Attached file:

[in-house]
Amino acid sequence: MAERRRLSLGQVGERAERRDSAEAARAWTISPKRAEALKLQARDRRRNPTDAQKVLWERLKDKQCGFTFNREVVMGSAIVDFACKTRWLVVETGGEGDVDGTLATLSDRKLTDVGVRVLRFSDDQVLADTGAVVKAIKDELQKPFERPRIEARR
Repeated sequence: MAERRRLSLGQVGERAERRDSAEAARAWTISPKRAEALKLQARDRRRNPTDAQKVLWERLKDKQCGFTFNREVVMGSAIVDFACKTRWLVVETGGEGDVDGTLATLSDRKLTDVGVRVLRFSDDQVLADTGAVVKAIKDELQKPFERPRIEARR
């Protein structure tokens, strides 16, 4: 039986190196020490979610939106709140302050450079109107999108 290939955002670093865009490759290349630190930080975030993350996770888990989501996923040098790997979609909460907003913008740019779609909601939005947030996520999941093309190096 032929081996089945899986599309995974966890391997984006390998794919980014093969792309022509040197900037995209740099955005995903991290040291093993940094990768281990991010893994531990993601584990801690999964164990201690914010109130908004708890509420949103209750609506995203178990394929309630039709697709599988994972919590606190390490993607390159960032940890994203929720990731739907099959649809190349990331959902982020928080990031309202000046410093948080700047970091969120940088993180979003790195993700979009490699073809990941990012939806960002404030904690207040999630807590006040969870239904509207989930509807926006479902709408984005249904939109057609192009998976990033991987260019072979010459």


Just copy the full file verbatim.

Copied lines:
[in-house]
Amino acid sequence: MAERRRLSLGQVGERAERRDSAEAARAWTISPKRAEALKLQARDRRRNPTDAQKVLWERLKDKQCGFTFNREVVMGSAIVDFACKTRWLVVETGGEGDVDGTLATLSDRKLTDVGVRVLRFSDDQVLADTGAVVKAIKDELQKPFERPRIEARR
Repeated sequence: MAERRRLSLGQVGERAERRDSAEAARAWTISPKRAEALKLQARDRRRNPTDAQKVLWERLKDKQCGFTFNREVVMGSAIVDFACKTRWLVVETGGEGDVDGTLATLSDRKLTDVGVRVLRFSDDQVLADTGAVVKAIKDELQKPFERPRIEARR
């Protein structure tokens, strides 16, 4: 039986190196020490979610939106709140302050450079109107999108 290939955002670093865009490759290349630190930080975030993350996770888990989501996923040098790997979609909460907003913008740019779609909601939005947030996520999941093309190096 032929081996089945899986599309995974966890391997984006390998794919980014093969792309022509040197900037995209740099955005995903991290040291093993940094990768281990991010893994531990993601584990801690999964164990201690914010109130908004708890509420949103209750609506995203178990394929309630039709697709599988994972919590606190390490993607390159960032940890994203929720990731739907099959649809190349990331959902982020928080990031309202000046410093948080700047970091969120940088993180979003790195993700979009490699073809990941990012939806960002404030904690207040999630807590006040969870239904509207989930509807926006479902709408984005249904939109057609192009998976990033991987260019072979010459």